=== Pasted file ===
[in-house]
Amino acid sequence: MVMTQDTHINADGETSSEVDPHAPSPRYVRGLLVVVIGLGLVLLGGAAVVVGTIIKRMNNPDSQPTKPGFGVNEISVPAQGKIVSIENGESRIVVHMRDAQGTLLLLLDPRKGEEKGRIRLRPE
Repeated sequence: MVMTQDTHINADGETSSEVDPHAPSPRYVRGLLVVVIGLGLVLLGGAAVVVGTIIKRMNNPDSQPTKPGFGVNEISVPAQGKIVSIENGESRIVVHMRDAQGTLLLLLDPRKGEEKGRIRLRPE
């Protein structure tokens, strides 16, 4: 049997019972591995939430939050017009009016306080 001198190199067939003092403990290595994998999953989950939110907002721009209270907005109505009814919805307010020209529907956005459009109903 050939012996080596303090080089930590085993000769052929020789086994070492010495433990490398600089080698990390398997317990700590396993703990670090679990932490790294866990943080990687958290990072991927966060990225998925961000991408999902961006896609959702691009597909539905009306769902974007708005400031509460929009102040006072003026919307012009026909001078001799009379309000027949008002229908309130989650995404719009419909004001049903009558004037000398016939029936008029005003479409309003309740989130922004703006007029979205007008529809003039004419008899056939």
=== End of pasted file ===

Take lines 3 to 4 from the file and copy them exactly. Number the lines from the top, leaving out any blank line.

Repeated sequence: MVMTQDTHINADGETSSEVDPHAPSPRYVRGLLVVVIGLGLVLLGGAAVVVGTIIKRMNNPDSQPTKPGFGVNEISVPAQGKIVSIENGESRIVVHMRDAQGTLLLLLDPRKGEEKGRIRLRPE
């Protein structure tokens, strides 16, 4: 049997019972591995939430939050017009009016306080 001198190199067939003092403990290595994998999953989950939110907002721009209270907005109505009814919805307010020209529907956005459009109903 050939012996080596303090080089930590085993000769052929020789086994070492010495433990490398600089080698990390398997317990700590396993703990670090679990932490790294866990943080990687958290990072991927966060990225998925961000991408999902961006896609959702691009597909539905009306769902974007708005400031509460929009102040006072003026919307012009026909001078001799009379309000027949008002229908309130989650995404719009419909004001049903009558004037000398016939029936008029005003479409309003309740989130922004703006007029979205007008529809003039004419008899056939």